Transit organizations in many sprawled cities struggle to provide quality service. To fill the gap, the Metropolitan Atlanta Rapid Transit Authority (GA) partnered with Uber to provide first-last mile connections to improve service and attract new customers. MARTA will also test-run free WiFi on city buses to enhance their services. Read more about their initiatives.
Have you thought about how infectious diseases and urban planning are related? While it’s more common for these health issues to be connected with medical doctors, architects and urban planners can prevent the infectious disease from spreading through simple design changes in housing and urban infrastructure. Read more about how urban planning can play doctor.
While a resurgence in mixed-use development has contributed to more human-scale districts, Färgfabriken‘s Jan Ryden argues in a recent article for Volume, that it often lacks the diversity Jane Jacobs championed, driving up costs and limiting fine grain development. He proposes the re-application of Christopher Alexander’s design language to urbanism. The article critiques large developers but, ironically, this strategy could create new business opportunities for these very companies.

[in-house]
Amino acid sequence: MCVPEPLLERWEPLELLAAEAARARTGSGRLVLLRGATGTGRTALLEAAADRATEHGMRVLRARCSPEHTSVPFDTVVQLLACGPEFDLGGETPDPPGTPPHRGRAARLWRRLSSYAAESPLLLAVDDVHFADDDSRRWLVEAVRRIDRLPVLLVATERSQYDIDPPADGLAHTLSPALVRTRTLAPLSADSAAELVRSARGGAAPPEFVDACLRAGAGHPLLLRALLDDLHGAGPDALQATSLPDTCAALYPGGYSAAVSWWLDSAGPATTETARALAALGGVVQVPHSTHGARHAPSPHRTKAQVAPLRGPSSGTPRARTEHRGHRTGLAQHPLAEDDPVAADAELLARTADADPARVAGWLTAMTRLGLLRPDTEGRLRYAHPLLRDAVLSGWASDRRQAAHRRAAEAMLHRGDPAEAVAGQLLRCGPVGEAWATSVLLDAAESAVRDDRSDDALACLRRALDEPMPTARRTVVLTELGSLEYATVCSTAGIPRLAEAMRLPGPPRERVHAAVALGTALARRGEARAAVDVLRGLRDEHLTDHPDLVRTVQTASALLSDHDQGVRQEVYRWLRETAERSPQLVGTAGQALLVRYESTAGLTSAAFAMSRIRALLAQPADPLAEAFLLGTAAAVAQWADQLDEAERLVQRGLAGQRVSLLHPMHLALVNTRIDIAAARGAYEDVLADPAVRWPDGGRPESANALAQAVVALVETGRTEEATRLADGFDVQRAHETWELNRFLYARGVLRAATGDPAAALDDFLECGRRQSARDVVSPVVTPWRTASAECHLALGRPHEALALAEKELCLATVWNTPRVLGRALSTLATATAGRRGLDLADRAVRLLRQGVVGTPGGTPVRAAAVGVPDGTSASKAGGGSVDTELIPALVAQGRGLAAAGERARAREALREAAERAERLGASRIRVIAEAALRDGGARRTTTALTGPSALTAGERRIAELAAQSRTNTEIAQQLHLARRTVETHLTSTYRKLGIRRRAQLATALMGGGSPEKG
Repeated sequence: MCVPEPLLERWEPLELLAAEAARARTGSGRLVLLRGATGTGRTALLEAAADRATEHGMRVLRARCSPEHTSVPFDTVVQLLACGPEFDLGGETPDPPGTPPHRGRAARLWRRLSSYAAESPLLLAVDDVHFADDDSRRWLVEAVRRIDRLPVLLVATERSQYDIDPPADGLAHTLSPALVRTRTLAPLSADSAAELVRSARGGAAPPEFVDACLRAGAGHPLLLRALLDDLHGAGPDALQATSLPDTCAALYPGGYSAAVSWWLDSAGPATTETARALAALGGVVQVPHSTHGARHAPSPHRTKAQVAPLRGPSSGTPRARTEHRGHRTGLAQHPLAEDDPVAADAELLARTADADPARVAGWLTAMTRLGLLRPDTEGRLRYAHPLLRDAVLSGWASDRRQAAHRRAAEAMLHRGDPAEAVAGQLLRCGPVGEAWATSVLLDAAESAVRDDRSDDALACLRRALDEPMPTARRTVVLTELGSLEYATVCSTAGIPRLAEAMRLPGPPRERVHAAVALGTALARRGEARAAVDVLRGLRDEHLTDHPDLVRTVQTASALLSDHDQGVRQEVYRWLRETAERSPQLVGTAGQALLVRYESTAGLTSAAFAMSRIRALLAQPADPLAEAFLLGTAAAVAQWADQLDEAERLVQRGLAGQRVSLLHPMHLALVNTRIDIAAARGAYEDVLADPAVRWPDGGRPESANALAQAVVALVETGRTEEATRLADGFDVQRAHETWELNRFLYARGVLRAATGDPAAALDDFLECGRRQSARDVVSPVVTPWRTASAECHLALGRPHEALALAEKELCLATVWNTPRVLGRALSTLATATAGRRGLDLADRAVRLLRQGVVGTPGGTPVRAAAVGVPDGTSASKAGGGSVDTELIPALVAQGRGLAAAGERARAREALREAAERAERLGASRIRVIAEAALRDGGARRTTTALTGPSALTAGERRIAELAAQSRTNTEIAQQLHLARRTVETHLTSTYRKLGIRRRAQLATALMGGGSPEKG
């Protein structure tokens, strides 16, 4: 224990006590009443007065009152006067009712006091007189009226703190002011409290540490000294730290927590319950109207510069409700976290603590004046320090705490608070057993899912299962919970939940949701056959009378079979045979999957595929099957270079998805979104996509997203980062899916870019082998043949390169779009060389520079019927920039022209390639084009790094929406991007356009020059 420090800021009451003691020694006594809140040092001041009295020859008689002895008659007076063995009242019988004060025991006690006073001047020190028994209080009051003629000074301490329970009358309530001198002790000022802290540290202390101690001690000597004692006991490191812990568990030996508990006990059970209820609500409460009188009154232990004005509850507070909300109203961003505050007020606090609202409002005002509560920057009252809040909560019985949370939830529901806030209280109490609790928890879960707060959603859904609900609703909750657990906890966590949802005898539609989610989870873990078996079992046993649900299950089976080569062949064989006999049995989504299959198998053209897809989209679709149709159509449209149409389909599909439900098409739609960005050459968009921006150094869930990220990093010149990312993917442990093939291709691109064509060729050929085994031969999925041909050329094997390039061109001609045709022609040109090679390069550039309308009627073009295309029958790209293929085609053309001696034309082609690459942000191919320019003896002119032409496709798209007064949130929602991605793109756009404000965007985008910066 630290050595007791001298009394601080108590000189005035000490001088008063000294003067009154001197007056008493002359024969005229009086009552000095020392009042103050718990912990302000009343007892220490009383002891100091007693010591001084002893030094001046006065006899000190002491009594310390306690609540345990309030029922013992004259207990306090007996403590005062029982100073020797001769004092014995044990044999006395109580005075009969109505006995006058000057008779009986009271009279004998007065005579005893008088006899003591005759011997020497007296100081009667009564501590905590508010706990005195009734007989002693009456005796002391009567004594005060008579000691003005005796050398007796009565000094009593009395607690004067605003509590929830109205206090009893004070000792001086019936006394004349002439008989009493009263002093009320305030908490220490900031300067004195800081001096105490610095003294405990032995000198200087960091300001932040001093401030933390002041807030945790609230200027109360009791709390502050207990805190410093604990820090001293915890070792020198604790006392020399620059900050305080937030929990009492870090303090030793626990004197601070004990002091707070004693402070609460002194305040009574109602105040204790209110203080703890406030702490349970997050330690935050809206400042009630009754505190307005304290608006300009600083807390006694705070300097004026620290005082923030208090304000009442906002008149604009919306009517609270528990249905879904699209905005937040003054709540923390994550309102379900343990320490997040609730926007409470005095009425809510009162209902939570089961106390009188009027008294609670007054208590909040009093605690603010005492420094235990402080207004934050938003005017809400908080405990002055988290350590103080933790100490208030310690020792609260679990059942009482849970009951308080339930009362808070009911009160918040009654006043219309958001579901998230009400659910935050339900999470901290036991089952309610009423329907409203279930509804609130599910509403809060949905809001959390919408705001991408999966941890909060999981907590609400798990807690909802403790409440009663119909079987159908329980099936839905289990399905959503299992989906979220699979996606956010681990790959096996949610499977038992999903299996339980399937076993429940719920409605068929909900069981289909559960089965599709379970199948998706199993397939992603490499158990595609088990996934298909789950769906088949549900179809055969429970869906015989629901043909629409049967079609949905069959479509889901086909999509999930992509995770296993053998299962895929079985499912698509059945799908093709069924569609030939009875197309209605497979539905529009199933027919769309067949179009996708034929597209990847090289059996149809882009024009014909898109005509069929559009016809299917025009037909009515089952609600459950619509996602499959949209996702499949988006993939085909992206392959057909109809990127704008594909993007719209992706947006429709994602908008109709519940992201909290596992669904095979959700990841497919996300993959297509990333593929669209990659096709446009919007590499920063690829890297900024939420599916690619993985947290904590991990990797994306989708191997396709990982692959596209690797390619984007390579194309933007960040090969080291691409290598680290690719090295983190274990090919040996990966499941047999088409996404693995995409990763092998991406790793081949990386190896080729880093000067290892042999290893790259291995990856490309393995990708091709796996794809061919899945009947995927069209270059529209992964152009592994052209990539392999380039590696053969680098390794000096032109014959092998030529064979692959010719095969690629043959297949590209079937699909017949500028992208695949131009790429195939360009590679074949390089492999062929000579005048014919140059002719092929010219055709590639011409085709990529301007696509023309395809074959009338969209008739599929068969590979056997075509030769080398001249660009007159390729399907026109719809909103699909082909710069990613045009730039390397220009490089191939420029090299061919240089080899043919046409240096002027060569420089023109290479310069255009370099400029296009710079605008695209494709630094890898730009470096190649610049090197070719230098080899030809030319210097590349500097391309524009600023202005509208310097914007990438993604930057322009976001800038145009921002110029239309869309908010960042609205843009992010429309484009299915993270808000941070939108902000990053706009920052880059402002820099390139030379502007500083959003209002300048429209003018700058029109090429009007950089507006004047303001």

Since the invention of automobile, increasingly car-oriented street networks have encouraged people to drive more, while simultaneously discouraging and, even criminalizing, walking. The result has been growing health issues, car accidents, and environmental problems. In response, city planners are experimenting with different methods to change the trend. Check out a series of bold moves and programs these leading cities are testing for car-free-ideals.
As the lines between our digital and physical lives becomes more blurred, the Internet of Things is moving from idea to reality. Proponents envision complete networks of smart technologies that will help cities to operate more efficiently, improving a range of urban elements including mobility, energy consumption and the management of utilities. But concerns continue to swirl around data ownership and cost. Read the full story.
Historically unprecedented urban growth has led to tremendous technological advancements, but has severely diminished cities’ long-term sustainability. Inspired by similarities between urban systems and the natural environment, architects, urban planners and designers are starting to apply biomimicry to create more ecologically balanced cities. How can a city function more like an ecosystem? Find out more here.
After more than a half century of separation, public health issues have returned to the urbanism discussion. But what is a healthy city? In an illuminating interview with Metropolis Magazine, renowned architect and designer Jan Gehl offers his insight from more than 50 years of studying people and the spaces they love. He has found that sustainability and health are intrinsically related and that the cities that best address these issues are those that look at buildings and life simultaneously. They are also designed for people, rather than cars.